But this is more than just a story about these events that happen in the past, because Lehane is writing about the problems that continue to haunt us today, capitalism and its desire to make money for some through the work of others, at as little pay as possible and wanting to keep it that way, against the cries of others who think it could be/should be different and are shouted down as communists. Of police violence, and in particular that violence being taken out on those society doesn't care about, and only getting upset when the violence begins to come their way. And the race issues that continue to plague the nation.

It's a long book, and one that can get you hooked and intimately involved, even rooting for someone to be killed, but I would recommend it, especially if you are already a fan of Lehane's work and his deft handling not only of storytelling, and character development, but of the English language.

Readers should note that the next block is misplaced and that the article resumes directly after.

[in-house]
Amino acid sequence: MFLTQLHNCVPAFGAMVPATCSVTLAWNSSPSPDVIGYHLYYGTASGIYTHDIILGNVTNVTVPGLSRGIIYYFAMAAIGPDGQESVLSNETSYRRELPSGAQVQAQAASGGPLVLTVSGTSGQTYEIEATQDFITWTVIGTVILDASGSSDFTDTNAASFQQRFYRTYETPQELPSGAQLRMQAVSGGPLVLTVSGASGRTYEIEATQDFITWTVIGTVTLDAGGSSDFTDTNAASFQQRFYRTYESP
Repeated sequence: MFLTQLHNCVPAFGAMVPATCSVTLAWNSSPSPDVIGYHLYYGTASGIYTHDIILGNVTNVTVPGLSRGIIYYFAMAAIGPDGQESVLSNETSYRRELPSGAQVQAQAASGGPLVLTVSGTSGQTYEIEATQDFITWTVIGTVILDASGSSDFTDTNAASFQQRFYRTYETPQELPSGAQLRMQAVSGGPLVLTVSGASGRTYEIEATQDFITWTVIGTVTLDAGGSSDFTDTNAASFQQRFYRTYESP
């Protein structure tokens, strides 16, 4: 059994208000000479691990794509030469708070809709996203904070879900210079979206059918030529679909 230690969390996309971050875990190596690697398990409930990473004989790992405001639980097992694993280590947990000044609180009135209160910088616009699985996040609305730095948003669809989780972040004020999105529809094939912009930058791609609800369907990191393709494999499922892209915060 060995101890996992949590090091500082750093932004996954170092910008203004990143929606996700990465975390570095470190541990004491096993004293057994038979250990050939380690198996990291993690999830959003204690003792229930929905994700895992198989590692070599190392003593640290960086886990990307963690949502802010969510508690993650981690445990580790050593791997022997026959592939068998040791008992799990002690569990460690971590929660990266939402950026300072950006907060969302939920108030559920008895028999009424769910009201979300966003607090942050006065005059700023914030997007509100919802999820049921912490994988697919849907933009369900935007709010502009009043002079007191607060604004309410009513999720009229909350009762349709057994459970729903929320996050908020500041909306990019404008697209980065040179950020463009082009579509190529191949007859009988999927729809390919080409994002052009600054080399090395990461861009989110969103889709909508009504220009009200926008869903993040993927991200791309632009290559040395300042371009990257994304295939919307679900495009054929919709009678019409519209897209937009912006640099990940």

Friday, February 12, 2016

Review: My Accidental Jihad by Krista Bremmer

My Accidental Jihad: A Love Story
by Krista Bremmer
(c) 2014 by Krista Bremmer. Algonquin Books of Chapel Hill. 237 pgs.

3 1/2 out of 5 Stars

I came across this book because I normally go to one of the local libraries to write my sermons, and typically tend to sit right next to the biography section because it has a plug for my laptop. As I am contemplating what to say next, I will look at the titles of books and this one caught my eye and so I decided to check it out.